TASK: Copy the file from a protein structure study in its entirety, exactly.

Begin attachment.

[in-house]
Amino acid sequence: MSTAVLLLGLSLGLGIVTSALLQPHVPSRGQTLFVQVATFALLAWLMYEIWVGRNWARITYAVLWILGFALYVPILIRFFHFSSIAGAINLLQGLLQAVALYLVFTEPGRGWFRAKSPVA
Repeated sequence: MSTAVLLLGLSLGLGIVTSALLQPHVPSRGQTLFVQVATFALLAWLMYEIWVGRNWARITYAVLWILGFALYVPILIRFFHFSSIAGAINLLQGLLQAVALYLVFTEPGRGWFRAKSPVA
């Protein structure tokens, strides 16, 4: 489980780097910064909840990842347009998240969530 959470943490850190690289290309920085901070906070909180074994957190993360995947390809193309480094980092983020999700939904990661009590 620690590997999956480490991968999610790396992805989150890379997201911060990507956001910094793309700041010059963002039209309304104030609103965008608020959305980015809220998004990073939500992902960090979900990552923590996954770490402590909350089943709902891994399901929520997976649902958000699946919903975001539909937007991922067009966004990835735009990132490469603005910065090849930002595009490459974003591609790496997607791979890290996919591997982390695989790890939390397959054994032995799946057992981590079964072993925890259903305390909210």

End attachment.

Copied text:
[in-house]
Amino acid sequence: MSTAVLLLGLSLGLGIVTSALLQPHVPSRGQTLFVQVATFALLAWLMYEIWVGRNWARITYAVLWILGFALYVPILIRFFHFSSIAGAINLLQGLLQAVALYLVFTEPGRGWFRAKSPVA
Repeated sequence: MSTAVLLLGLSLGLGIVTSALLQPHVPSRGQTLFVQVATFALLAWLMYEIWVGRNWARITYAVLWILGFALYVPILIRFFHFSSIAGAINLLQGLLQAVALYLVFTEPGRGWFRAKSPVA
């Protein structure tokens, strides 16, 4: 489980780097910064909840990842347009998240969530 959470943490850190690289290309920085901070906070909180074994957190993360995947390809193309480094980092983020999700939904990661009590 620690590997999956480490991968999610790396992805989150890379997201911060990507956001910094793309700041010059963002039209309304104030609103965008608020959305980015809220998004990073939500992902960090979900990552923590996954770490402590909350089943709902891994399901929520997976649902958000699946919903975001539909937007991922067009966004990835735009990132490469603005910065090849930002595009490459974003591609790496997607791979890290996919591997982390695989790890939390397959054994032995799946057992981590079964072993925890259903305390909210």